WASHINGTON — The US Department of Agriculture (USDA) and Agriculture Secretary Tom Vilsack provided the latest information on Oct. 25 regarding the Organic Livestock and Poultry Standards (OLPS) final rule.

The agency explained that the OLPS rule would promote a fairer and more competitive market for organic livestock producers by making consistent standards for organic livestock and poultry production.

“USDA is creating a fairer, more competitive and transparent food system,” Vilsack said. “This organic poultry and livestock standard establishes clear and strong standards that will increase the consistency of animal welfare practices in organic production and in how these practices are enforced. Competitive markets help deliver greater value to all producers, regardless of size.”

During the public comment period for this rule in 2022, the USDA received more than 40,000 comments. The agency also held a listening session in August 2002 to hear more public comments on the proposed rule.

According to the USDA, the OLPS will improve uniformity with animal welfare practice requirements for organic livestock and poultry and promote their well-being and natural behaviors.

Six key areas were outlined for the standards of the final rule:

  • Outdoor space requirements: OLPS sets minimum outdoor space requirements for organic poultry and requires ready access to the outdoors. Outdoor areas must be at least 75% soil and include vegetation to the degree possible.
  • Indoor and outdoor living conditions: Shelters must have sufficient space for livestock to lie down, stand up, turn around, fully stretch their limbs or wings and express natural behaviors, such as rooting in pigs and scratching in chickens. Bedding areas must be sufficiently large and comfortable to keep livestock hygienic (for the species), dry and free of lesions.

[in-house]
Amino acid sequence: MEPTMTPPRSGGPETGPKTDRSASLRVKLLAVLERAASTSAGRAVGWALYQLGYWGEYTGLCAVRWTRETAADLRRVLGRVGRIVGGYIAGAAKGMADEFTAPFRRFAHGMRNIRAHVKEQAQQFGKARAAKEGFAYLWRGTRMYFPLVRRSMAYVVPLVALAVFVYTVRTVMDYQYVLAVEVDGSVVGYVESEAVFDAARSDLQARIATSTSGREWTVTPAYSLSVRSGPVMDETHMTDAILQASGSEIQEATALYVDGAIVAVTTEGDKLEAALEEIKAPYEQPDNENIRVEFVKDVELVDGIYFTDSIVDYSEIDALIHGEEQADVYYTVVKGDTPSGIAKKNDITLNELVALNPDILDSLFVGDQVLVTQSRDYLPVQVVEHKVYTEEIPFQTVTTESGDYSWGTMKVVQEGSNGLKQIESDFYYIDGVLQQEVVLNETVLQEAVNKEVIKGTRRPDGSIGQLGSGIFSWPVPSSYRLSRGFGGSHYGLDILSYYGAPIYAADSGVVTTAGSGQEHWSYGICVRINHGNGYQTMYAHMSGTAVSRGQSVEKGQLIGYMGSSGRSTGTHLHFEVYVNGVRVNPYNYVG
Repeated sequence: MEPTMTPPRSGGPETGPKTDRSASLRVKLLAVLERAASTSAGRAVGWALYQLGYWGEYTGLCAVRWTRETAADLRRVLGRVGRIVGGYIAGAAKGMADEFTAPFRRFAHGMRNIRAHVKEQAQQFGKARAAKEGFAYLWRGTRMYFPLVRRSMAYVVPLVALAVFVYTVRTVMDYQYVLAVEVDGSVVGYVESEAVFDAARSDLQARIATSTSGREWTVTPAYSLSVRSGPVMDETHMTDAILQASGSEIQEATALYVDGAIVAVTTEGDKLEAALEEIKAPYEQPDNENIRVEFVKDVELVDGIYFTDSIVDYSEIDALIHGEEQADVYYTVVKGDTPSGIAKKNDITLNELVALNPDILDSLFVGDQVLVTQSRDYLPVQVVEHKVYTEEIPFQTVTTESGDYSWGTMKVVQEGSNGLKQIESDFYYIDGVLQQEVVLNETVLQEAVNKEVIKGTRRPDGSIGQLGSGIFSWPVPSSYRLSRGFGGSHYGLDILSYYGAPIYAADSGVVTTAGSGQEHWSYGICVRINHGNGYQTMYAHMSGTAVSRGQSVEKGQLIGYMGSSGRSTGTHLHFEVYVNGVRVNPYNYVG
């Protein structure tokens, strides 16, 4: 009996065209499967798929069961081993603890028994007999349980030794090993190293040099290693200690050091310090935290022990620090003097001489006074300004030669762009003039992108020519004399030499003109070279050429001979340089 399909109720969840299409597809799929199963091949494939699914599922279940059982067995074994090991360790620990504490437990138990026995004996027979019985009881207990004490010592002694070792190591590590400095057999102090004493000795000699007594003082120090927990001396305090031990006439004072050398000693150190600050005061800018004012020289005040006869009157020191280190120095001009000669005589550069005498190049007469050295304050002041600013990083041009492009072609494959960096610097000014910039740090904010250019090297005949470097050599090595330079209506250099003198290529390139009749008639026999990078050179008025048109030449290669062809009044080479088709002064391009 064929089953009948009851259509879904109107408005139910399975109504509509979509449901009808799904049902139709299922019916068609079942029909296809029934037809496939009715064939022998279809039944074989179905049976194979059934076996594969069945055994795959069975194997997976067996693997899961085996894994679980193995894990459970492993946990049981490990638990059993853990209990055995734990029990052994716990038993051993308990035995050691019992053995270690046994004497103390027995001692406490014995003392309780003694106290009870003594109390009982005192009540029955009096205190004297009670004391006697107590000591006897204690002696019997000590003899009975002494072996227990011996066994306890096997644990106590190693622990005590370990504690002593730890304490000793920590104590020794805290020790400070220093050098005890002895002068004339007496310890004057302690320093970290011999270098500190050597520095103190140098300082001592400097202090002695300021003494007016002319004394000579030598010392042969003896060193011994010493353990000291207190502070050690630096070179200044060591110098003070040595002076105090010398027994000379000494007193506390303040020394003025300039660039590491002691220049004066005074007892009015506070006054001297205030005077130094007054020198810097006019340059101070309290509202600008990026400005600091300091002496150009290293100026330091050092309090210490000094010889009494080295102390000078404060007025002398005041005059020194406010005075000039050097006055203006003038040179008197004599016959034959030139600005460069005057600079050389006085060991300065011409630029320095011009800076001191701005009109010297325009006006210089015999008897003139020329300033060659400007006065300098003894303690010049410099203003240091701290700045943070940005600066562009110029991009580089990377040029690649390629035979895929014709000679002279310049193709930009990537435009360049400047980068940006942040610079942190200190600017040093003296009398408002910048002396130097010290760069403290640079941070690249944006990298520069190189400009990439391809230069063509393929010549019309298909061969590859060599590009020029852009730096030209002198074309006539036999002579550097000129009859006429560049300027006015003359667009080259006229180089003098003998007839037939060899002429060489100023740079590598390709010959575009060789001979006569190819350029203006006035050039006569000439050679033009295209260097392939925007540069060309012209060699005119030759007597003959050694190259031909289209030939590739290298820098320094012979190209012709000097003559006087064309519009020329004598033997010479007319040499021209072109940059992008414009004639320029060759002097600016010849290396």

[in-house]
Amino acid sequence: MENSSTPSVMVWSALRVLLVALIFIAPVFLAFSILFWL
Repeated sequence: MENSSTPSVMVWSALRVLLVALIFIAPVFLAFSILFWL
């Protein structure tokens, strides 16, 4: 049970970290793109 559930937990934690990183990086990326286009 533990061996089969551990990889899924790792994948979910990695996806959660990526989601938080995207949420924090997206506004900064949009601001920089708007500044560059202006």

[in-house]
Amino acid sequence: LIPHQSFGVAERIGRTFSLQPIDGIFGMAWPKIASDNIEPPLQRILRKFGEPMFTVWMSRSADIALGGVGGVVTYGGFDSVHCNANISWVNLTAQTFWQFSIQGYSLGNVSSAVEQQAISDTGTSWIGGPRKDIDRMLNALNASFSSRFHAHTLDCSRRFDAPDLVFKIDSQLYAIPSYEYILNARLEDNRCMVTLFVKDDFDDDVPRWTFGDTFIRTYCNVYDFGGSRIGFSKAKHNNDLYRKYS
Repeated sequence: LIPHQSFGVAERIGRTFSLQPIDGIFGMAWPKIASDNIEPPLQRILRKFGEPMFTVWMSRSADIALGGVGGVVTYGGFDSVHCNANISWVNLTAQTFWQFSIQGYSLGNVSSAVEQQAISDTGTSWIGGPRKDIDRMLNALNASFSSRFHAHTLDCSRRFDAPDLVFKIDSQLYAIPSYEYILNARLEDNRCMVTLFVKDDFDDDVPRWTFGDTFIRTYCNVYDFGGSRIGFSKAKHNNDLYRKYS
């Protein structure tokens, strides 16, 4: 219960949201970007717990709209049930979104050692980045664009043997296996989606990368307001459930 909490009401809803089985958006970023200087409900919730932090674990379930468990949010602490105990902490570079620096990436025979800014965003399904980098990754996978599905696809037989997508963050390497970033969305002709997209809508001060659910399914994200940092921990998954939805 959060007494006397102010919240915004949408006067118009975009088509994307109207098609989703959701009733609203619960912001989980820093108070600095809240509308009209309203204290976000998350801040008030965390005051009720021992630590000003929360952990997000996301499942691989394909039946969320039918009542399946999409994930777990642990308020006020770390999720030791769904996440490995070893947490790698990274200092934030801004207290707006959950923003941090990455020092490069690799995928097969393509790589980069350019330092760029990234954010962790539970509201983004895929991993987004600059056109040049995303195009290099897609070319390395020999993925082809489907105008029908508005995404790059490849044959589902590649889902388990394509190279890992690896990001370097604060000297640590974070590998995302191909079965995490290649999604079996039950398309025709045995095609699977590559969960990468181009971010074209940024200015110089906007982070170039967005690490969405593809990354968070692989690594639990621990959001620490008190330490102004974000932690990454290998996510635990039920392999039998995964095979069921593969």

• Poultry stocking densities: The rule sets specific requirements for indoor and outdoor stocking densities to align with advisory board recommendations, third-party animal welfare standards and public comments from organic stakeholders.
  • Preventative health care practices: Producers must maintain preventative health care practices that include sufficient nutrition and comprehensive parasite prevention plans. Animals must be treated with allowed medicines to minimize pain, stress and suffering. All necessary treatment must be administered, even if the animal loses its organic status.
  • Physical alterations and euthanasia: Physical alterations are permitted only for identification purposes or the safety of the animals, and certain alterations are prohibited altogether. Alterations must be performed at a young age for the species and in a manner that minimizes the animal’s pain and stress. Humane euthanasia may only be used if treatment is not an option.
  • Transport, handling and slaughter: Operations must describe how organic management and animal welfare will be maintained for transport that exceeds eight hours. Animals must be fit for transport. The mode of transport must be seasonally appropriate to protect livestock from cold or heat. Operations must adhere to USDA’s Food Safety and Inspection Service (FSIS) humane slaughter standards.

The agency said its National Organic Program will oversee the implementation and enforcement of the new standards to support growth of the organic livestock market. 

Following the announcement, the Organic Trade  Association (OTA) praised the USDA's decision to strengthen animal welfare standards for organic products.

“The organic sector and organic consumers have been clamoring for stricter animal welfare standards for 20 years now, and the OTA and its members have spearheaded that fight,” said Tom Chapman, chief executive officer of the OTA. “These new standards not only create a more level playing field for organic producers, but they ensure consumers that the organic meat, poultry, dairy and eggs they choose have been raised with plenty of access to the real outdoors, and in humane conditions.”

In January, the USDA National Organic Program (NOP) issued the Strengthening Organic Enforcement (SOE) Act, which also provided new enforcement of the organic industry.